Robiola Rocchetta is a soft ripened mixed milk (goat, sheep and cow's milk) from the Piedmont region of Italy. A bloomy rind exterior covers the semi-soft decadent interior paste that is the most elegant blend of the best qualities of each animal's milk -- the crisp grassy lactic notes of a goat's milk cheese coupled with the round nuttiness of a sheep's milk cheese and the fabulous butteriness of cow's milk. A very versatile pairing partner, this cheese will be gone in a second!

And that folks is all for our SCS version 5.0, stay tuned next week for two new locales.

Monday, June 27, 2011

Day 503 : New Cheese Discoveries - Shy Brothers' Hannahbells

While at Beecher's cheese shop yesterday I discovered a new cheese and a new cheesemaker -- Shy Brothers Farm's and their Hannahbells. Who are the Shy Brothers? They are four brothers, actually two sets of fraternal twins who are third generation dairy farmers based in Westport Point, Massachusetts.

They produce one cheese -- Hannahbells -- with three different infusions, rosemary, lavender, and shallots and one final plain version. Hannahbells, named for the boys' mother, are thimble sized artisanal cheeses that embody the unique terroir of the Westport River modeled on the French cheese called boutons de coulottes. Each delicate miniature morsel of cheesy goodness is made up of pasteurized cow's milk and two French molds for the exterior of each cheese. One of which dials the buttery, round, richness of the cheese and one which adds an elegant chalky depth.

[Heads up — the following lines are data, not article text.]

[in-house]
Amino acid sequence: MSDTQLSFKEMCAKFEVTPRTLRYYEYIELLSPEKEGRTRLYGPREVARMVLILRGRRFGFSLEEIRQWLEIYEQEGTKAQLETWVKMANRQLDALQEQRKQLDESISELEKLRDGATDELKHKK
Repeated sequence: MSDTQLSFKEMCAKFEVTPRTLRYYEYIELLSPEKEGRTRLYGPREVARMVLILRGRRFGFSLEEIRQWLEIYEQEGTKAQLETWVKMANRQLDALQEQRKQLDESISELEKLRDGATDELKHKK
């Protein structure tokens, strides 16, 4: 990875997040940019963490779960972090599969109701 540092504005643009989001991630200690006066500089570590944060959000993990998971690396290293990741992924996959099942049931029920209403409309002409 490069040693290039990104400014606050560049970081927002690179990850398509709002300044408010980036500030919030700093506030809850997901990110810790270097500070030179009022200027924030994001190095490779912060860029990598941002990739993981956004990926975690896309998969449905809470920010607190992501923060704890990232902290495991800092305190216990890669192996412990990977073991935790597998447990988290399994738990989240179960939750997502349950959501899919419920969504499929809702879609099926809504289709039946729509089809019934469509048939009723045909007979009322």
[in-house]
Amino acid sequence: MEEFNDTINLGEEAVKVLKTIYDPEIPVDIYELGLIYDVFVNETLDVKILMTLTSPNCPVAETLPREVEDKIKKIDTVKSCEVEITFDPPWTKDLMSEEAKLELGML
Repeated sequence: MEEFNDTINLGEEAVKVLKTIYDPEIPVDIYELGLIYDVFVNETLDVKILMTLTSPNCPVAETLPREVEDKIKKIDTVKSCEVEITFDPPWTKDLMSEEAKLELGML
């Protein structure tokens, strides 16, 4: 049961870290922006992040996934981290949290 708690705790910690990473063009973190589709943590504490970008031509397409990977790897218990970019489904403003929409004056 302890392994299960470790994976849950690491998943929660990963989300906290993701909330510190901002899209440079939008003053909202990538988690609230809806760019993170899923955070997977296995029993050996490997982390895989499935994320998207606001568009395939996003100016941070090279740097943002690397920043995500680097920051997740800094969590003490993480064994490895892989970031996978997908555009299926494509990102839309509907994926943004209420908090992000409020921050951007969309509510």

At Beecher's yesterday I had the pleasure to sample the Shallot Hannahbells which had a fabulous piquant punch from the shallots. Flavor forward, these little guys are not for the faint of heart but I loved them. With a glass of Prosecco and some crackers they would be the most perfect amuse bouche or hors d'oeuvre. I can't wait to try the other Hannahbells as I am sure each is more fantastic than the last!

Image courtesy of

Sunday, June 26, 2011

Day 502 : A trip to Beecher's